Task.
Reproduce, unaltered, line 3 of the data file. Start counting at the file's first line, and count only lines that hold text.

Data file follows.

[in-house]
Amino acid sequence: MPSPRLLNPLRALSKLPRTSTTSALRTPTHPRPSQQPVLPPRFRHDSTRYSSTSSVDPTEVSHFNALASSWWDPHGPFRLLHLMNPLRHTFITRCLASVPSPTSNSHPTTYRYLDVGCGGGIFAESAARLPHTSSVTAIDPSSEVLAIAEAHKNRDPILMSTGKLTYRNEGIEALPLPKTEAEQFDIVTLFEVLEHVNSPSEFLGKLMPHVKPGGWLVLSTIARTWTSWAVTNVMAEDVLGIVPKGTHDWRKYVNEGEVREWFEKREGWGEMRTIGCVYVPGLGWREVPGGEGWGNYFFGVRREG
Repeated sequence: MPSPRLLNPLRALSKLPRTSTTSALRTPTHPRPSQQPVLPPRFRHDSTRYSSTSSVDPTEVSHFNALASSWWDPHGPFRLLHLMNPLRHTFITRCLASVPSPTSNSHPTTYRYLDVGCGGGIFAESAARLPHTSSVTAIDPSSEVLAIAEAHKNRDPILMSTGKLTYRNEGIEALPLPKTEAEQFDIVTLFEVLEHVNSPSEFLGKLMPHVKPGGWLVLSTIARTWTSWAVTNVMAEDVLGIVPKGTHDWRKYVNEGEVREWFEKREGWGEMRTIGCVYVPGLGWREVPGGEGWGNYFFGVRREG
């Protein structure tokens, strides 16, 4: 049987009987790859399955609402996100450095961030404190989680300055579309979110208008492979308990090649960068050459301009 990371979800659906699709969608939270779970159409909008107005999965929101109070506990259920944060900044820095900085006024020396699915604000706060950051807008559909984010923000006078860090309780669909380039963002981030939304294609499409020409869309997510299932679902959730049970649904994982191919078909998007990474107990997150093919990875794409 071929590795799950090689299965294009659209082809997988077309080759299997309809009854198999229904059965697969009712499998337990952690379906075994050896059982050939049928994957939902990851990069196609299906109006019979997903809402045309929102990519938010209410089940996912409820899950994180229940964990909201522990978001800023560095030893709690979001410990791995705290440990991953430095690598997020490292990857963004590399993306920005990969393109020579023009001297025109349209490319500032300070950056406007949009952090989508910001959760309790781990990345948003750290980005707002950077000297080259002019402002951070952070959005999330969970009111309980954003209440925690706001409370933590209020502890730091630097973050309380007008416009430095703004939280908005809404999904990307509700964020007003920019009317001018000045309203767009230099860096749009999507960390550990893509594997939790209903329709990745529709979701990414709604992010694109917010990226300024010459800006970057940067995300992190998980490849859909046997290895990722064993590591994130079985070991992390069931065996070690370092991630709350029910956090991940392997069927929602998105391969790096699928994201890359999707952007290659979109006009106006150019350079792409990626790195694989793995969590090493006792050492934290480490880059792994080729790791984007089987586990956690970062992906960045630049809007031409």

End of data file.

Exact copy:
Repeated sequence: MPSPRLLNPLRALSKLPRTSTTSALRTPTHPRPSQQPVLPPRFRHDSTRYSSTSSVDPTEVSHFNALASSWWDPHGPFRLLHLMNPLRHTFITRCLASVPSPTSNSHPTTYRYLDVGCGGGIFAESAARLPHTSSVTAIDPSSEVLAIAEAHKNRDPILMSTGKLTYRNEGIEALPLPKTEAEQFDIVTLFEVLEHVNSPSEFLGKLMPHVKPGGWLVLSTIARTWTSWAVTNVMAEDVLGIVPKGTHDWRKYVNEGEVREWFEKREGWGEMRTIGCVYVPGLGWREVPGGEGWGNYFFGVRREG